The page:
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Pastor: Dead Sons Will Be 'Big Brothers To Twins'

Pastor Gentry Eddings announced on Jan. 22 to his North Carolina church congregation that he and his wife, Hadley, are expecting twins.

Gentry also showed churchgoers an ultrasound photo from his wife's pregnancy, notes The Christian Post.

Hadley posted the ultrasound with an announcement on Facebook on Jan. 22: "Y'all have held us up in prayer and we are so grateful! Now we ask you to add two more Eddings to your prayers! We are expecting twins this summer!"

Gentry released a statement to People about how his two deceased sons -- Dobbs and Reed -- would be "big brothers" to the twins:

The Lord has not left us for one second in our grief of losing our two boys almost 2 years ago. God is a redeemer and a restorer! God blesses us beyond what we deserve or could ever imagine. We are excited that Dobbs and Reed are going to be big brothers to TWINS!

We are so thankful for our family and so many friends who have prayed for us and cheered us on our way. We're rejoicing, and thank Jesus for these two precious little ones!

The couple lost their two sons in a tragic crash when Hadley’s car was rear-ended by a truck on Memorial Day weekend in 2015, notes People.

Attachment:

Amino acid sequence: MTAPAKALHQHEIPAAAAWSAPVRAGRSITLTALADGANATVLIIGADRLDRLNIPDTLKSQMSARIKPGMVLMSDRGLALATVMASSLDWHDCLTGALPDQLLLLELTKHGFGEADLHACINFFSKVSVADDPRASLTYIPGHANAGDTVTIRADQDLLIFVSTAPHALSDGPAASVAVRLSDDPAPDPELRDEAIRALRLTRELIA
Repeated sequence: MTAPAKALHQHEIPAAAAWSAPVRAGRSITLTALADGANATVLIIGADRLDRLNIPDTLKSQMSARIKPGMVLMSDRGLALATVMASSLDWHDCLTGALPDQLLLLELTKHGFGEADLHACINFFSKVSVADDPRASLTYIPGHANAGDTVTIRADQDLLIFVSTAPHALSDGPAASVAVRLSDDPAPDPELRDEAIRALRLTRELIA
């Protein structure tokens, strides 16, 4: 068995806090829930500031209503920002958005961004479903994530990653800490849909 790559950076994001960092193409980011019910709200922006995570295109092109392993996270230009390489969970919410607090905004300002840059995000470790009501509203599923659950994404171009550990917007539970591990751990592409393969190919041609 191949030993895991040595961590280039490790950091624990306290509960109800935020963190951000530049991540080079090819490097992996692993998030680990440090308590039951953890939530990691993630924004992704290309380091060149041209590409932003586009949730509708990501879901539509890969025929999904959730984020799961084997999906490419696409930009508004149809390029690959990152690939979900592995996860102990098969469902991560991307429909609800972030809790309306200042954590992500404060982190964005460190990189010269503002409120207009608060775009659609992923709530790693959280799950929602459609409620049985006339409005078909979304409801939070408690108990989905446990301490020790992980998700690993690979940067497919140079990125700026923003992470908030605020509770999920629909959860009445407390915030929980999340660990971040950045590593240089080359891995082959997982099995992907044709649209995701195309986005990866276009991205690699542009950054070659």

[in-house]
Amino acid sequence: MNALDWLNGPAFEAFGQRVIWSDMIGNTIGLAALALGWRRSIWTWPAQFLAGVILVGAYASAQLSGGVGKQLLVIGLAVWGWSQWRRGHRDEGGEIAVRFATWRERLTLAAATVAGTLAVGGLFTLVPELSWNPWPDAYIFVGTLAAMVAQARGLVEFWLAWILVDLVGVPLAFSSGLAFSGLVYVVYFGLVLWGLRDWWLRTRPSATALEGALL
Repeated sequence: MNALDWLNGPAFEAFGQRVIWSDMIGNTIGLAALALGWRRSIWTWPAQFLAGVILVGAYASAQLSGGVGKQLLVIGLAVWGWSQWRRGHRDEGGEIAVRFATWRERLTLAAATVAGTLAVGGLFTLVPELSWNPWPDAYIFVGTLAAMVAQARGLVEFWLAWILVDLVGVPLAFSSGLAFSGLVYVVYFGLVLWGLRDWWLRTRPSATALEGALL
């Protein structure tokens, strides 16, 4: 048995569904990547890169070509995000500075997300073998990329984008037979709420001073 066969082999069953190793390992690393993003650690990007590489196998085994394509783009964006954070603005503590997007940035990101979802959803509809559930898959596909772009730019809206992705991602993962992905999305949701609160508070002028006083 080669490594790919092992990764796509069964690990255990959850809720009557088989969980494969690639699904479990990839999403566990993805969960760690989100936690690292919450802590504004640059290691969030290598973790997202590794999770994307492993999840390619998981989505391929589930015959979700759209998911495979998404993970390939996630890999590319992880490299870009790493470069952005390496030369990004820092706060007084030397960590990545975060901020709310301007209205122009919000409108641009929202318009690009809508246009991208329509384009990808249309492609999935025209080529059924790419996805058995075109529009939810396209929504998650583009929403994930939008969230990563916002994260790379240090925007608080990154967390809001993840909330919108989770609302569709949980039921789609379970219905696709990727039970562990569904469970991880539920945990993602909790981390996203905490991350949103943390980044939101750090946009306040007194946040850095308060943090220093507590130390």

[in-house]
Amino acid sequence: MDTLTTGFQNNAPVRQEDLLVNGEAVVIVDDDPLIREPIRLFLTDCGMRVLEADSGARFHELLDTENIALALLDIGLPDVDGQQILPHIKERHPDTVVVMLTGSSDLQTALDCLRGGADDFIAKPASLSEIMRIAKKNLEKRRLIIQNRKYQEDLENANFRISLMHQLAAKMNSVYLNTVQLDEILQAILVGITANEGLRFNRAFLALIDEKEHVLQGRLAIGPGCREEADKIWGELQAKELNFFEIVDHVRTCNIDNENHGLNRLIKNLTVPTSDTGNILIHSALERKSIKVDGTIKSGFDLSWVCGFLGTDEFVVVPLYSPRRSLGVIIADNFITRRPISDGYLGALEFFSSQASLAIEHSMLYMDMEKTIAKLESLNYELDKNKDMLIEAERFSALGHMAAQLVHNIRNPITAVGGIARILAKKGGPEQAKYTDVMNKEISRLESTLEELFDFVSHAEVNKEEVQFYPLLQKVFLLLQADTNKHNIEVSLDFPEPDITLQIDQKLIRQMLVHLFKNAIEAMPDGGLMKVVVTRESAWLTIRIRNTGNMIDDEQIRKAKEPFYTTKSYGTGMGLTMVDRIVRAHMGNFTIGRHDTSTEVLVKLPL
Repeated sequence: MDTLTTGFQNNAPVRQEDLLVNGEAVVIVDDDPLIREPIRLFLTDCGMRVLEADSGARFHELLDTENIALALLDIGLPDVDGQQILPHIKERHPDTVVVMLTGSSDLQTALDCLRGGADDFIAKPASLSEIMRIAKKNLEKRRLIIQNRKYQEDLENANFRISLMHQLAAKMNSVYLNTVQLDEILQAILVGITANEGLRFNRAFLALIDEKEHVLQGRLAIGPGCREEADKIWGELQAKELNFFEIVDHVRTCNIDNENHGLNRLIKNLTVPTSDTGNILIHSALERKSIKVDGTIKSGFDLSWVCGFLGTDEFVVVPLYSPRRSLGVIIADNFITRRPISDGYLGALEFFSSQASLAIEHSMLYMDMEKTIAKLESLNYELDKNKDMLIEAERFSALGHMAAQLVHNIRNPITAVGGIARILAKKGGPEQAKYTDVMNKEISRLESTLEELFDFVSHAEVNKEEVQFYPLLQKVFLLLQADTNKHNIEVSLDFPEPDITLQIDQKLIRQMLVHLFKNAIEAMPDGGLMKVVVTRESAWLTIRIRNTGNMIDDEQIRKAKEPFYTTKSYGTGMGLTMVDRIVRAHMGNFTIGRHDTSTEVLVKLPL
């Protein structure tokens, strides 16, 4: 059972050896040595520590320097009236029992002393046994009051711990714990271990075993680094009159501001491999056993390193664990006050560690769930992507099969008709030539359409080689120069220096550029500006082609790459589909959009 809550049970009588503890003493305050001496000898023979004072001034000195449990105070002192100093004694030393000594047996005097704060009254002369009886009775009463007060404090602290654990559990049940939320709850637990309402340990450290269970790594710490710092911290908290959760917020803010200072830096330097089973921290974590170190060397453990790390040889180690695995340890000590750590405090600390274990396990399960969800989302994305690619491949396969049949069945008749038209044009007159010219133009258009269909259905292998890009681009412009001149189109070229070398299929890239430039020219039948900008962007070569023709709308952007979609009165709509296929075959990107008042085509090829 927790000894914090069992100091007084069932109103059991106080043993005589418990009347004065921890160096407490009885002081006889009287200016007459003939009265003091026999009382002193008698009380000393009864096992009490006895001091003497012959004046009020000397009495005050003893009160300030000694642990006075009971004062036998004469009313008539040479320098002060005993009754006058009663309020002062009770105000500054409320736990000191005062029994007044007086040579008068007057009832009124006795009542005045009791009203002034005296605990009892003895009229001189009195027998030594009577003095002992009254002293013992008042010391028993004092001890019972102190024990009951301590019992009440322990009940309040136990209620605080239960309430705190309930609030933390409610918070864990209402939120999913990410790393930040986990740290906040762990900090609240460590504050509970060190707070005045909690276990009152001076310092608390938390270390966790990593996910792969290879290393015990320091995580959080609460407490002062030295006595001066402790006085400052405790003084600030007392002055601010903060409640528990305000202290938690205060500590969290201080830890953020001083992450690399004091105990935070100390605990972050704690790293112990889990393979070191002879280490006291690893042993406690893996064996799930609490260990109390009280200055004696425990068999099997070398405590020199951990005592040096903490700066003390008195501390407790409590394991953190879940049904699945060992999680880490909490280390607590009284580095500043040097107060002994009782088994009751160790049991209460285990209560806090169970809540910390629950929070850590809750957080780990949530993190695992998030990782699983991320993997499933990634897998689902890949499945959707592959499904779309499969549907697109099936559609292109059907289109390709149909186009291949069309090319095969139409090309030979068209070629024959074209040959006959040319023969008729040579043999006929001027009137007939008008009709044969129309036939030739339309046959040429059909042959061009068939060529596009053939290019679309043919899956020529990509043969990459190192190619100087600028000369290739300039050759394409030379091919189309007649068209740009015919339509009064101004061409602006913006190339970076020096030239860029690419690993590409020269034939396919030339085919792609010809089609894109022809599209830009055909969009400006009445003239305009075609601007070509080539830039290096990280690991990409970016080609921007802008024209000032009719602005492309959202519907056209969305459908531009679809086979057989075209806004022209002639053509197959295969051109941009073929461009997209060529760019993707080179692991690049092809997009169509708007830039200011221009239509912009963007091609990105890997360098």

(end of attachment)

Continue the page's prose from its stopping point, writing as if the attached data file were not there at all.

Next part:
Dobbs, who was 2 years old, was killed in the crash. Hadley, who was 37 weeks pregnant, was taken to an emergency room where she had a C-section. Hadley gave birth to a boy named Reed, who passed away two days later.

About one week after the accident, Gentry told the church congregation: "We have in our hearts forgiven the man who did this," noted WBTV.

Stacey Martin, a spokesperson with Forest Hill Church, told the media: "It can really be hard to forgive someone for something as big as this, the loss of two children. They're able to forgive him and hope that anybody in the congregation who is holding a grudge or holding on to unforgiveness is able to forgive."

Gentry's sister, Amber Justice, told People: "Forgiveness can be a tricky thing. But like my brother said during the service, forgiving the driver was easy and hard all at the same time. Hard because our natural inclination is to cling to the pain and hurt and even anger. Easy because we believe in a good God."

Sources: The Christian Post, Hadley Eddings/Facebook, People, WBTV / Photo Credit: Gentry Eddings/Facebook

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